For what it's worth, Dan and I are hardly alone in mocking Elliott to the Eagles. 19 out of 39 mocks (48.7%) in our latest mock draft roundup have Philadelphia drafting the Ohio State rusher.
A lot of people will groan at this pick. I get it. There are legitimate arguments against the Eagles drafting a running back in the first round. But today's not about that. Instead I'm here to make the case for Elliott.
Experts agree: Zeke is really good
Before I get started, I should mention that Elliott might not even be on the board by the time the Eagles pick. Former Eagles scout Louis Riddick said he would be "shocked" if Elliott is still available after the Dallas Cowboys' pick at No. 4.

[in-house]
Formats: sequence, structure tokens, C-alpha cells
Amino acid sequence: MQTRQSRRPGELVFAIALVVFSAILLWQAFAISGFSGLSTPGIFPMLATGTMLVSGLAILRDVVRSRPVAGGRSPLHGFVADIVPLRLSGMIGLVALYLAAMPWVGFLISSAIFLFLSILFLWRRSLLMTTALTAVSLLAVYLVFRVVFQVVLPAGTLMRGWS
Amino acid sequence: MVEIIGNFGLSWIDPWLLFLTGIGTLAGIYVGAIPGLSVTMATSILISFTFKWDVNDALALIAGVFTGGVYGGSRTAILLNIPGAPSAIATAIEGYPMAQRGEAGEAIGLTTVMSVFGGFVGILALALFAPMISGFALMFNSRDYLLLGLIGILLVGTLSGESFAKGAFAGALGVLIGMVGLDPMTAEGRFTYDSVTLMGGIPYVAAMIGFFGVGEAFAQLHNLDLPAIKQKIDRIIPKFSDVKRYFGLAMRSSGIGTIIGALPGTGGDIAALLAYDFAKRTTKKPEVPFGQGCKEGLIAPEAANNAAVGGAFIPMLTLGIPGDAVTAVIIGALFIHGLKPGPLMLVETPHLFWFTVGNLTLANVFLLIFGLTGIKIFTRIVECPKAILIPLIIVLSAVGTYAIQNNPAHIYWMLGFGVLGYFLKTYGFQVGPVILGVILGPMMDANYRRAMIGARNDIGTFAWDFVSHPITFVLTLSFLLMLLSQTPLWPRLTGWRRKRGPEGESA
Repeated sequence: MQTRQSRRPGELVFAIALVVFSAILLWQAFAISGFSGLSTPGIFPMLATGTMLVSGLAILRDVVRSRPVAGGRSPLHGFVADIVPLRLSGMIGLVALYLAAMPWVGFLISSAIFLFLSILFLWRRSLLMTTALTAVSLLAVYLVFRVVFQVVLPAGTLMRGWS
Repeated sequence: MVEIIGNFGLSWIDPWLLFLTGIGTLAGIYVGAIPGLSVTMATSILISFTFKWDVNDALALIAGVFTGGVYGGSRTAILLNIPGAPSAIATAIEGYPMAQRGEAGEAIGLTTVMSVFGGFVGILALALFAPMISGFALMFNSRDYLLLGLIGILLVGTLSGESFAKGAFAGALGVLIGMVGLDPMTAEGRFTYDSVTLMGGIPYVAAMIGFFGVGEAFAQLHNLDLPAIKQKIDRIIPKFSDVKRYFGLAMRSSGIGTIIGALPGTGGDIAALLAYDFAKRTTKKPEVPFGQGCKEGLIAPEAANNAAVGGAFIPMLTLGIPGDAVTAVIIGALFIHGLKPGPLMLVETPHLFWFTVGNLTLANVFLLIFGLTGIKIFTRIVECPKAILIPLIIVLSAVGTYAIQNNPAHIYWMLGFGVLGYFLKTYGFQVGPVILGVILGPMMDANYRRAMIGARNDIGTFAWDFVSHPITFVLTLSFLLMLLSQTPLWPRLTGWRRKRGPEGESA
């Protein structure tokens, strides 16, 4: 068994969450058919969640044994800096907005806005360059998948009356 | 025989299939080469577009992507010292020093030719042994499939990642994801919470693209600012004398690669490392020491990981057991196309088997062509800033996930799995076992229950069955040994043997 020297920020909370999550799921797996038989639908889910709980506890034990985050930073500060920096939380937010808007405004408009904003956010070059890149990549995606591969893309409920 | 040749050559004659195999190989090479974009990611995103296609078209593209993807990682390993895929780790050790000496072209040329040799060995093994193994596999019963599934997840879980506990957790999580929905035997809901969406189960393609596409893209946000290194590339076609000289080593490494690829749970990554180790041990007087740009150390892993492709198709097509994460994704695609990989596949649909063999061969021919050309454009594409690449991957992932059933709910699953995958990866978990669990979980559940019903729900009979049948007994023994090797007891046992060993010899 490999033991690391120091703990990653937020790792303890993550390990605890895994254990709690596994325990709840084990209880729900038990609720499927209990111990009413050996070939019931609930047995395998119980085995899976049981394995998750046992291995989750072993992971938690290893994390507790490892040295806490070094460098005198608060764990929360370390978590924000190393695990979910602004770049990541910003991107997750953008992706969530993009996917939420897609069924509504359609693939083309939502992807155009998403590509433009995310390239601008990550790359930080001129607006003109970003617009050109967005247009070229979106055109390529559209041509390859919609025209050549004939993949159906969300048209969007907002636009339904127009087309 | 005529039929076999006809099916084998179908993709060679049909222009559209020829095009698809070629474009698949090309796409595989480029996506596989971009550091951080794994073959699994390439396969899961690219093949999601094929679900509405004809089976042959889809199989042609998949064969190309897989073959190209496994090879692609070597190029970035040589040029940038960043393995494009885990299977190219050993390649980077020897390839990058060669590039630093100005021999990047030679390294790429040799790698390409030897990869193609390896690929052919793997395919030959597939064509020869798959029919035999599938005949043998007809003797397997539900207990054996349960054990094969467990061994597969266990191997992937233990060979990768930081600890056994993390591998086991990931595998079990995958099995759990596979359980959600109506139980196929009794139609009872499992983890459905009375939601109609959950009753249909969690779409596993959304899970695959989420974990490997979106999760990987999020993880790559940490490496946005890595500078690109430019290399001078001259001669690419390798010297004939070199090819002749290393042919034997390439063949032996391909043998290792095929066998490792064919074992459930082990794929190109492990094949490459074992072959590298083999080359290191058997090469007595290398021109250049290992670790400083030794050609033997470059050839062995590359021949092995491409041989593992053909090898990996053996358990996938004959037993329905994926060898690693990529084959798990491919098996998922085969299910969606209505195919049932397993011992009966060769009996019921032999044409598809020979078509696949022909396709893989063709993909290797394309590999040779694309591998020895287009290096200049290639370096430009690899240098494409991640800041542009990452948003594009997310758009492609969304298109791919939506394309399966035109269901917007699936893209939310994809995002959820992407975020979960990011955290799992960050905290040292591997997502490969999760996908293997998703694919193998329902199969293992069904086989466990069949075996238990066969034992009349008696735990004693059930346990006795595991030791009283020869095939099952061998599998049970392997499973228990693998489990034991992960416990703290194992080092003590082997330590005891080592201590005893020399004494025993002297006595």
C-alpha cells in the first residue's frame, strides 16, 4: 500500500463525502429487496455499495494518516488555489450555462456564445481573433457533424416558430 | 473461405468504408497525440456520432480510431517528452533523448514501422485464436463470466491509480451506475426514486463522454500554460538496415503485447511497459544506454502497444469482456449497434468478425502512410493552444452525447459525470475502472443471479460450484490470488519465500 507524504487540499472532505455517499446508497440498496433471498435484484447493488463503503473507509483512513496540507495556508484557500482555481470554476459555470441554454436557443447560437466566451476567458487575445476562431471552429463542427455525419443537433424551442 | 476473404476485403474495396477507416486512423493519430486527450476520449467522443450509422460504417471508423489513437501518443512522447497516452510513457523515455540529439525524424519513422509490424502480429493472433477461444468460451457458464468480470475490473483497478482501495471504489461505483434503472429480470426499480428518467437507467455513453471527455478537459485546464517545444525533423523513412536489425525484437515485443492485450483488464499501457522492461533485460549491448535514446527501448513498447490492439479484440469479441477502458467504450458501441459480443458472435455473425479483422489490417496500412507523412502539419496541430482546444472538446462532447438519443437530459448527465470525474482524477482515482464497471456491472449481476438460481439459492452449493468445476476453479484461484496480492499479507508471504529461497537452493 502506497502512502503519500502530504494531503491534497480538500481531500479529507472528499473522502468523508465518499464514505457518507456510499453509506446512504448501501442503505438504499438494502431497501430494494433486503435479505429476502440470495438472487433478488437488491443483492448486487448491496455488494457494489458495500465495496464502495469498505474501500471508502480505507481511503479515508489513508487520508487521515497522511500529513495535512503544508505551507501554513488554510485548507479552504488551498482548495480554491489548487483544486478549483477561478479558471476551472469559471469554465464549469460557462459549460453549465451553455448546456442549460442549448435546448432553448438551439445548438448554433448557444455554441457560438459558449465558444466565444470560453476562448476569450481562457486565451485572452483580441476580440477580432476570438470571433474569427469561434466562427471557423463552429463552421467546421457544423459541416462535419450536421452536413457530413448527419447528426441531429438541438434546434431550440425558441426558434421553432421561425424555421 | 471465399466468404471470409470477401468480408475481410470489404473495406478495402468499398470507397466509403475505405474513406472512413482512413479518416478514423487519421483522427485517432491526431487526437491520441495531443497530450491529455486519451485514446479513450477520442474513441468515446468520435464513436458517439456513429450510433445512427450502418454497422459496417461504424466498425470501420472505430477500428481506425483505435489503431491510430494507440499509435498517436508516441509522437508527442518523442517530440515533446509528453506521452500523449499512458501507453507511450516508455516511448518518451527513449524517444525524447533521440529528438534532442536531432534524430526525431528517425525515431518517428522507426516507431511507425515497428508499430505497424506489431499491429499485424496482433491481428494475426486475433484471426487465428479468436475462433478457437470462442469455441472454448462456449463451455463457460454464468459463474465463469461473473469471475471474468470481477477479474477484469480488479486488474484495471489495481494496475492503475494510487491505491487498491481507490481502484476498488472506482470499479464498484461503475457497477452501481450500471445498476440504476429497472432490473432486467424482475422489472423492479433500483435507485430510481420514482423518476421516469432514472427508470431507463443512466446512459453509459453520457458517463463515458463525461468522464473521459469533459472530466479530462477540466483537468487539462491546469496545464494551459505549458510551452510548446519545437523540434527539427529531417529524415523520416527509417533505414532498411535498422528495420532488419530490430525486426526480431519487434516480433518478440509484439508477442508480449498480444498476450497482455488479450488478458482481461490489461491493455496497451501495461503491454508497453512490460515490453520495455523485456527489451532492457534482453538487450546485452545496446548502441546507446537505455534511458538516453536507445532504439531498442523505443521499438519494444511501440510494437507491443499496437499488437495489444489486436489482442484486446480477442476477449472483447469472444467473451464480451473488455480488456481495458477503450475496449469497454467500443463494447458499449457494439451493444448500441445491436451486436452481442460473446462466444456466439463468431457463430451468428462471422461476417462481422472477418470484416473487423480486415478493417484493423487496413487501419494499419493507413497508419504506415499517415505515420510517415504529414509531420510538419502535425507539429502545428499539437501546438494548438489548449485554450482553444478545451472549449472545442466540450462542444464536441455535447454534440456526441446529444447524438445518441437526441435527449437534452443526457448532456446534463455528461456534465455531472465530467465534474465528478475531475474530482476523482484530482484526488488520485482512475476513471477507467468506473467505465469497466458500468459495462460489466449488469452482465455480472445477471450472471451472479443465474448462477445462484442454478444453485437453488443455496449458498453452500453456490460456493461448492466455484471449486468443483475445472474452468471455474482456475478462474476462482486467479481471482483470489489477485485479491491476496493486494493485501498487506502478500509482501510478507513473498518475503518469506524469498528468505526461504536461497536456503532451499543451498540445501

Even some of the people who don't think the Eagles should draft Elliott in the first round don't deny his talent. The 6-0, 225 pound rusher is very skilled. He had a productive career at Ohio State, finishing with 592 carries for 3,961 yards (whopping 6.7 yards per carry) and 43 touchdowns. He also caught 58 receptions for 449 yards (7.7 average) and one score.
There is something truly exceptional about never moving backwards as a running back. Elliot, through a blend of various traits, does an outstanding job creating those yards whenever he is on the field. The 6-0, 225 pounder runs fully behind his pads, possessing incredible strength and balance for the position. He does not shy away from contact and is excellent at fighting through traffic to gain extra yardage. His leg drive, strength and balance sprung him for several big plays where he fought and bounced through defenses for large gains.